Does Eucharistic consecration help us understand transgenderism? The renowned atheist Richard Dawkins thinks so. In an interview with fellow atheist Peter Boghossian, Dawkins made this provocative comparison:
There’s a very strong analogy to transubstantiation in transexualism. . . .The wine becomes blood when the priest simply declares that it is. And a male person becomes female when he declares himself to be female. And in the Aristotelian terms the substance has changed – the substance of wine has changed to blood; the substance of maleness has changed to femaleness. But the accidentals, the incidentals, are what are regarded by Catholics as trivial and by trans people as trivial, so they really believe that they have become the other sex.
This analogy doesn’t just limp; it has things backwards. In Eucharistic consecration, the essence is changed, while the appearances remain. What still tastes and smells like wine is in fact no longer wine. It is entirely the blood of Christ, and we are challenged to see through the appearances to believe the reality. The opposite is true with a transgendered person. A man’s appearances – haircut, makeup, attire, perhaps even bodily organs – may have been altered or disfigured in such a way that people assume he is a woman. But in his essential identity, he remains a man.
Dawkins’ remarks, though, prompt a deeper analysis. Transgenderism has been widely discussed, but relatively little attention has been given to its spiritual dimension.
In the words of consecration, to which Dawkins refers, the priest says, “This is my Body.” The words call to mind the Incarnation, that the Word was made flesh. From his mother’s virginal womb, Jesus assumed, and retains for all eternity, a human body.
The Devil can never get over it. He hates the human body for a number of reasons, not least of which is that, being pure spirit, he sees it, and all matter, as beneath his angelic dignity. To rub salt in the wound, it was in and through a human body that God himself redeemed the human race and opened the gates of heaven that, for the Devil and his angels, remain forever closed.
To be human is to be body and soul, not as loosely tied elements but as an essential unity. A male human has a male body and a male soul. A female human has a female body and a female soul.
That a soul is male, or female may surprise us since we often associate sex only with the body. But we are sexed persons, not just sexed bodies. A man is a man because the maleness of his soul acts through and finds expression in his body. Jesus, in assuming a human nature, had and still has a human male soul and a human male body.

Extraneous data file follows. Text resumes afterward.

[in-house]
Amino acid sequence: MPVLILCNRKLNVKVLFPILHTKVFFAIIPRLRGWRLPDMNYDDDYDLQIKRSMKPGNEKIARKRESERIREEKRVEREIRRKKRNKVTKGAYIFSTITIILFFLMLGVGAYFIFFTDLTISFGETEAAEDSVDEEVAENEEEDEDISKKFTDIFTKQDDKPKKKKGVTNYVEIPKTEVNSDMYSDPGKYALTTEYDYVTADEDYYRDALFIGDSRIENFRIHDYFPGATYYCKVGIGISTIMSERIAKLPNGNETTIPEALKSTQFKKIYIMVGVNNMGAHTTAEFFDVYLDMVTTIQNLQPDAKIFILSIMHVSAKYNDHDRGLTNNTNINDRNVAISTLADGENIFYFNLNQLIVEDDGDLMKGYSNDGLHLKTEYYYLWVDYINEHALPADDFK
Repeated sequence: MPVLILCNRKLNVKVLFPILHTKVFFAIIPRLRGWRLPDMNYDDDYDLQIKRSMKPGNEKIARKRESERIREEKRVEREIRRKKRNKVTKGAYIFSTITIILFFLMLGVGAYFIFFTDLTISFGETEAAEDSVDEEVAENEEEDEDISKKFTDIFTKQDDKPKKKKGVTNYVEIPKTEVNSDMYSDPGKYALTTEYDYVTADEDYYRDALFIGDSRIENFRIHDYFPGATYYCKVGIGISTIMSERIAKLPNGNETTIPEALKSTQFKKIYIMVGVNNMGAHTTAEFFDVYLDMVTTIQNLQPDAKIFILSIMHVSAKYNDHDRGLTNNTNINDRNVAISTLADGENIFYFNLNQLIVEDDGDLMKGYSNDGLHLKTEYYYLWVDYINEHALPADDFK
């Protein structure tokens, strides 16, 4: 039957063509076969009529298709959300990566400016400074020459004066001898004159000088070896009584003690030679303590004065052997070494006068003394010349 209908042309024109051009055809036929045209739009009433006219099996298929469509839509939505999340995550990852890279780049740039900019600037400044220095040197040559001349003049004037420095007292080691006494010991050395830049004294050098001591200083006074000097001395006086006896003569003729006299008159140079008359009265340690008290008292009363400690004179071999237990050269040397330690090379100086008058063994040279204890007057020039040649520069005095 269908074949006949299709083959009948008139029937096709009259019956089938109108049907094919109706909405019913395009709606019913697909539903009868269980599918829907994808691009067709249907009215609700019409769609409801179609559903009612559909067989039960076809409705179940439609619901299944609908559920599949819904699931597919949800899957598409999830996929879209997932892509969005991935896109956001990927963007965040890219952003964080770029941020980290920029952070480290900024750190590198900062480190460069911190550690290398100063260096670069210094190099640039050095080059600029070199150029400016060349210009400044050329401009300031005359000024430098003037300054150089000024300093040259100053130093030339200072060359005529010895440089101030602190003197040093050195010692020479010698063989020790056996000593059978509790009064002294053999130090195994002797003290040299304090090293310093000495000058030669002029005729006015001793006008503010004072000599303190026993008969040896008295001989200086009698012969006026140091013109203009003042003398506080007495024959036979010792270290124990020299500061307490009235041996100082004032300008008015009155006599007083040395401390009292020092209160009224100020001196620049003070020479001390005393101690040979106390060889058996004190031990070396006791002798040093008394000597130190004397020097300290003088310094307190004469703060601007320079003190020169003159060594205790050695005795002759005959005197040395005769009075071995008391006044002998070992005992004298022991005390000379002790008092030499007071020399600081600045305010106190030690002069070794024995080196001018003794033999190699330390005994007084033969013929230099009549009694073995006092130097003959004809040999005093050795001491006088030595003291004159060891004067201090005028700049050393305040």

Transgenderism, however, seeks to drive a wedge between this body-soul unity, claiming that a human person could be born with the soul of one sex but the body of the other. Were such the case, it would not be equivalent to being born blind or without a limb. Those deformities in no way detract from the essence of personhood. The transgender claim is far more fundamental, alleging a disconnect in the human person himself. To deny that essential unity is to say that God made a mistake.
Transgenderism does not just distort the human person, though; it mocks God himself, in his Trinitarian essence. God made man in his own image. (Genesis 1:27) We generally understand that to mean that man images God in his capacity to reason and will. Man can know what is good and true and choose it and love it.
The complementarity of the sexes, however, forms a subtle and largely underexplored reflection of God. The doctrine of the Trinity tells us that there exist three ways of being God. The Father, the Son, and the Holy Spirit are each complete expressions of divinity. The only thing each is not is the other.
An analogy of that relationship exists among human persons. As there are three ways of being God, so are there two ways of being human. A man and a woman are each complete expressions of a human person. Neither lacks any quality of humanness; the only thing each is not is the other.
The transgender movement, however, collapses that distinction, not just for an individual but for the entire human race. It claims that chasm can be bridged, that difference is not so different. There are then no longer two ways of being human, but one, and one that can take different forms for different persons at different times.
In this one movement, then, the Devil shakes his fist at the two great mysteries of our faith, the Trinity and the Incarnation.
Jesus says, “This is my body,” but we cannot say that of ourselves. Our body belongs not to us, but to God, and he will not be mocked. Dawkins’s remarks call us to see transgenderism not merely as a cultural flashpoint, but as a concentrated assault on the human race and its propagation. Contraception and abortion are one part of it. But transgenderism gives the coup-de-grâce; it denies the essential complementarity of the sexes, the basic necessity for the continuation of the human race.
Still, the spiritual perspective includes compassion for those who are the victims of the movement. The culture, and even some voices within the Church, have led many people to believe that their bodies are wrong and do not express their personhood – which only traps them in further confusion and error.
Rather, we hold fast to the truth of God’s design. That truth, like the human person, does not change, but it does transform us. It allows us to receive as a gift what the devil sought for himself: a share in God’s own life. In the end, when Christ says, “This is my body,” we pray that that includes every one of us, body – and soul as well.
*Image: The Last Supper by Dieric Bouts (central panel), 1464-1468 [St. Peter’s Church, Leuven, Belgium]. The whole triptych is below: